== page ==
Hypophosphatemia: Diagnosis and treatment

Hypophosphatemia is the low level of phosphorus on the bloodstream. Normal levels of phosphorus are between 2.5 to 4.5mg/dL. Hypophosphatemia (levels < 2.5mg/dL) may be present in up to 5% of hospitalized patients.


Hypophosphatemia may be caused by different mechanisms, including:

Redistribution from the extracellular to the intracellular

Refeeding syndrome (alcoholism, anorexia treatment)
Respiratory alkalosis (acute)
Hungry bone syndrome

Decreased intestinal absorption

Poor oral intake

Increased renal excretion

Hypovitaminosis D
Polyuria (e.g. osmotic diuresis due to hyperglycemia)
Fanconi syndrome
Primary renal wasting (e.g. rickets)


Renal replacement therapy
After Partial hepatectomy
After Renal transplantation


Manifestations of hypophosphatemia depend upon the severity and chronicity of the phosphate depletion. Most symptomatic patients have phosphate levels under 1mg/dL.

Hypophosphatemia can cause ATP depletion and that may cause neurological symptoms (irritability, paresthesias, delirium, seizures, coma), cardiovascular symptoms, myopathy or even rhabdomyolisis, and hematologic dysfunction (hemolysis, WBC dysfunction and platelet dysfunction).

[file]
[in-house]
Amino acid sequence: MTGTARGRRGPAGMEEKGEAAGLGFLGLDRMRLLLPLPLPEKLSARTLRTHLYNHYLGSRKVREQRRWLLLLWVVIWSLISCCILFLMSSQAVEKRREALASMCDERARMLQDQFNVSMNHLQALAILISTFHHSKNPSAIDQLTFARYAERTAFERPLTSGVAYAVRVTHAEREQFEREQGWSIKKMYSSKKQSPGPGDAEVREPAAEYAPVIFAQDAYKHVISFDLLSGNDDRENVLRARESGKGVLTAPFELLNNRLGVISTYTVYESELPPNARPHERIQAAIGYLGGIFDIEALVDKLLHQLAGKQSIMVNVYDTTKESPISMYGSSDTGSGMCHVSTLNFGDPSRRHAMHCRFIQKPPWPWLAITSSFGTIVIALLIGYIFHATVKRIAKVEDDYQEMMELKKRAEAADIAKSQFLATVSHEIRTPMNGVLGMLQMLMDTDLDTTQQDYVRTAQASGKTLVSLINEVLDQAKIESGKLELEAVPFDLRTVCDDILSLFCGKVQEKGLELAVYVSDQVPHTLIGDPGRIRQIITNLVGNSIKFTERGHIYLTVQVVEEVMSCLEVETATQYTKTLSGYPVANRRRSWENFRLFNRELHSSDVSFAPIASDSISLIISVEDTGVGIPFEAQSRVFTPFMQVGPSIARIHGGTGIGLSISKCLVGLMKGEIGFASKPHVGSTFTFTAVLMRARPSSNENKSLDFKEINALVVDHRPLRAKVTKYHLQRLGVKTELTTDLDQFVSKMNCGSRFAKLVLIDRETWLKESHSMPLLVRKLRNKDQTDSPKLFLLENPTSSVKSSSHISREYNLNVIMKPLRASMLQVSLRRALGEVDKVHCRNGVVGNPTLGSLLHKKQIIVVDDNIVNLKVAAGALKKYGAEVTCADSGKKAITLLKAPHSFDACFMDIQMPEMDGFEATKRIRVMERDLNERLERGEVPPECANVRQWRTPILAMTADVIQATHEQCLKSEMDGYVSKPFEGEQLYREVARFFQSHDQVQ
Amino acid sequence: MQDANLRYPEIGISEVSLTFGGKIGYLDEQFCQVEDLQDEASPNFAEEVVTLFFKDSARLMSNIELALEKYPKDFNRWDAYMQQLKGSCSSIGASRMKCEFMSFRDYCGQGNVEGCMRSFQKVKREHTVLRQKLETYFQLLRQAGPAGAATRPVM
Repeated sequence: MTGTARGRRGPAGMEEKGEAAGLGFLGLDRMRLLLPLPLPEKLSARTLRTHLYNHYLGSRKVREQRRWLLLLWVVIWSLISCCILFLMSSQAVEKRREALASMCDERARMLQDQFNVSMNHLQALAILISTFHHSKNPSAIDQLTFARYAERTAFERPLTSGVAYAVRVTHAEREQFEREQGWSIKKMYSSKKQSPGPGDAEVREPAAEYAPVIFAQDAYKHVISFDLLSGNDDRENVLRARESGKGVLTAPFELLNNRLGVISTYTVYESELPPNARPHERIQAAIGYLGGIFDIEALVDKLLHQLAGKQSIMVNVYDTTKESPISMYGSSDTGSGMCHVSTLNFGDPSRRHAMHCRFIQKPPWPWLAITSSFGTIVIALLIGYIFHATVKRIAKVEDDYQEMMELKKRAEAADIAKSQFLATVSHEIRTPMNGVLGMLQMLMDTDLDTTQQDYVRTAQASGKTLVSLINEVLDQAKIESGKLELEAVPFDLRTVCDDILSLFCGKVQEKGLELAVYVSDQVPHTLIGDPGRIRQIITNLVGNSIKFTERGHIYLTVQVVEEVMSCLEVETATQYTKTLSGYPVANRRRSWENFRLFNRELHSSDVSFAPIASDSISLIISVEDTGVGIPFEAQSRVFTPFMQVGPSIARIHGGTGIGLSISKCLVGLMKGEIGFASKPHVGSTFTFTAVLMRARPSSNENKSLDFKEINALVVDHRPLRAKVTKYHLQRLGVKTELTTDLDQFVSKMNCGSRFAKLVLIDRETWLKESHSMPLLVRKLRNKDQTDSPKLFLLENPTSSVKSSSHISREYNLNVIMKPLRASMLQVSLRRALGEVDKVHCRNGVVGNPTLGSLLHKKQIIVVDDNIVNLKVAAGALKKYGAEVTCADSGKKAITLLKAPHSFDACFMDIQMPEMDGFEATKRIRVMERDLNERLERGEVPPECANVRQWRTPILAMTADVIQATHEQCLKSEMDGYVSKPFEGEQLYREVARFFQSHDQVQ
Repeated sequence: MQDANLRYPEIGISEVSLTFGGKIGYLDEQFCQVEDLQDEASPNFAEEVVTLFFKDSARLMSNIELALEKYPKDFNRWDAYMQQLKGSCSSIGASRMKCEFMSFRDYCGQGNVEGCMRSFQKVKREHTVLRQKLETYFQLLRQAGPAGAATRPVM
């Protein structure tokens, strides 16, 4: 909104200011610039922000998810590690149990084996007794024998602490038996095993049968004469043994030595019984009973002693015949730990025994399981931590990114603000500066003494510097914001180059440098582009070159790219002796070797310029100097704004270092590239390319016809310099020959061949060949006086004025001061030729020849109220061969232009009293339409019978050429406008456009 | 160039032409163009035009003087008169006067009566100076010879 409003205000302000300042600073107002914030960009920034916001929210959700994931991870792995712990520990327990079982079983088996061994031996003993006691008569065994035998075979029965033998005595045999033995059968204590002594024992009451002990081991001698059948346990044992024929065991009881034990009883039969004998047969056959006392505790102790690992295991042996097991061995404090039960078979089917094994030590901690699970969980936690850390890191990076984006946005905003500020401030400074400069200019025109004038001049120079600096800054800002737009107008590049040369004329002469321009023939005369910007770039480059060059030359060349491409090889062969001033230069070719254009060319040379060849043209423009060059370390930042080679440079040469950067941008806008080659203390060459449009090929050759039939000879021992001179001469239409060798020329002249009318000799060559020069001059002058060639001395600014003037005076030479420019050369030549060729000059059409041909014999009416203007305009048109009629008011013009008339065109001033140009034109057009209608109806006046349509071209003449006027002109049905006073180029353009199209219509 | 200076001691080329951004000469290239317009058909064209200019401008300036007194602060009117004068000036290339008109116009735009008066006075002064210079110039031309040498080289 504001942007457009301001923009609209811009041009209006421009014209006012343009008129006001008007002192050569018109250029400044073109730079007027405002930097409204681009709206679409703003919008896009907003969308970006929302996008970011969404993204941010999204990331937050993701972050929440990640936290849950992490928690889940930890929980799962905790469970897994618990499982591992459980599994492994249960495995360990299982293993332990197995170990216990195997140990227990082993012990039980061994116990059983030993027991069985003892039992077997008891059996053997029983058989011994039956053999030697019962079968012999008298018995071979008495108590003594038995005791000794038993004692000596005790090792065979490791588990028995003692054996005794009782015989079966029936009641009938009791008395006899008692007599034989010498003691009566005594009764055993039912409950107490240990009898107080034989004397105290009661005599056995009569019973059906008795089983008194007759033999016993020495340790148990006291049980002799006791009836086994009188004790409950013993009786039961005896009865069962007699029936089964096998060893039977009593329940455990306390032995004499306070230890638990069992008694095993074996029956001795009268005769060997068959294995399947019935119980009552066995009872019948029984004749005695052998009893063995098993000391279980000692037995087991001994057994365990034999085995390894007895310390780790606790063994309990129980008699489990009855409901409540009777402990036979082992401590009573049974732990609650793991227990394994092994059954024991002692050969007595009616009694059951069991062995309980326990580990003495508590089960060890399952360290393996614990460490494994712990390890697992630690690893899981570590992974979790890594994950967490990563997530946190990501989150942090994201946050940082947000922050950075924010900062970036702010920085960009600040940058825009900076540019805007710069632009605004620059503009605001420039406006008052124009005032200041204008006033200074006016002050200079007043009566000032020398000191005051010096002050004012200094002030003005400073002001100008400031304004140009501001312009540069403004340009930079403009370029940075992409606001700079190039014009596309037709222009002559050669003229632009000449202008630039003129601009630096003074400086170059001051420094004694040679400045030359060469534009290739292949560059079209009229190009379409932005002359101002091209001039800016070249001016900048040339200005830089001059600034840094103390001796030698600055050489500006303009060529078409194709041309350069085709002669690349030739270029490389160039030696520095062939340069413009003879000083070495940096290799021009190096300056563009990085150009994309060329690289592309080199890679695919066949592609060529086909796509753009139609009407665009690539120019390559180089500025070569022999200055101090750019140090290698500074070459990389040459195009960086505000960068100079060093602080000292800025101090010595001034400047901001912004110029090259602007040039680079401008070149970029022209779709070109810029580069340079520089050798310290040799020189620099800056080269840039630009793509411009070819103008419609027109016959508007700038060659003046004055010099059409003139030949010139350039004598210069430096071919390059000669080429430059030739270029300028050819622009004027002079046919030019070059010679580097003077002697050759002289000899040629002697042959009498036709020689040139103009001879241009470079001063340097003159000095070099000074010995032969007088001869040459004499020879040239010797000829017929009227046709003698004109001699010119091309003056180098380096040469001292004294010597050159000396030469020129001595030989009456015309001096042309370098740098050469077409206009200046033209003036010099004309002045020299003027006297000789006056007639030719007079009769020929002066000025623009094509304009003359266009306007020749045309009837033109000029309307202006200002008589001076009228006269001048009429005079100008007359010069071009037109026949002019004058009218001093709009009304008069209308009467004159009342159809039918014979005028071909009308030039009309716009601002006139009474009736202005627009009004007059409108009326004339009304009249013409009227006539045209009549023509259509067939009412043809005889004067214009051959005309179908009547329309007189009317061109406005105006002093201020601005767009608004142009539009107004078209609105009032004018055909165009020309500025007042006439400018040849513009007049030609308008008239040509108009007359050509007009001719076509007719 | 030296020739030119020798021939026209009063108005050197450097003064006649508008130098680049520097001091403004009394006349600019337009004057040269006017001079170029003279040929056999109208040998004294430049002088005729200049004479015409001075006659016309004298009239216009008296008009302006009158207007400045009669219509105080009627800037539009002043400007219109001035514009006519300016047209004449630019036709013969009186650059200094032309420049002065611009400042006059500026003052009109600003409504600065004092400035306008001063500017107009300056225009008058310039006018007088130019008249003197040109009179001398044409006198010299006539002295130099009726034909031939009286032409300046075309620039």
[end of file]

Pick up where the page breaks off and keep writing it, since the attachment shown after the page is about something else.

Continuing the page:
Chronic hypophosphatemia increases bone resorption, hypercauciuria and may lead to rickets and osteomalacia.


The etiology of the hypophosphatemia is usually evident  from the history.

If the history is not enough and the cause is unclear, phosphate excretion (24h urine) or the fractional excretion of filtered phosphate (FEPO4) may be measured. FEPO4 is calculated as follows: FEPO4 =  [UPO4  x  PCr x  100]  ÷  [PPO4  x  UCr]

  • An urinary phosphate excretion <100mg/24h or FEPO4 <5% indicates low phosphate excretion. Causes include increased cellular uptake and reduced intestinal absorption.
  • An urinary phosphate excretion >100mg/24h or FEPO4>5% in a hypophosphatemic patient indicates inappropriate phosphate excretion. Causes include hyperparathyroidism, hypovitaminosis D, Fanconi syndrome, rickets or primary renal wasting.


In patients with phosphate levels <2mg/dL, phosphate repletion can be used (15-20mg/kg/day or 1mmol/kg/day PO in 3-4 divided doses).  There is a commercial presentation available of potassium phosphate-sodium phosphate (tablet or powder for solution), 250mg (6mmol) per tablet or packet.

In patients with phosphate levels <1mg/dL IV phosphate should be given. The dose is 0.5mmol/kg  (max 80mmol) over 8-12 hours. The phosphate should be measured every 6 hours and oral phosphate should be given after the levels are above 1.5mg/dL.

  1. Amanzadeh J, Reilly Jr RF. Hypophosphatemia: an evidence-based approach to its clinical consequences and management. Nature Clinical Practice Nephrology (2006) 2, 136-148.
  2. Subramanian R, Romesh K. Severe Hypophosphatemia: Pathophysiologic Implications, Clinical Presentations, and Treatment. Medicine: January 2000 – Volume 79 – Issue 1 – ppg 1-8.
  3. Geerse DA et al. Treatment of hypophosphatemia in the intensive care unit: a review. Critical Care 2010 14:R147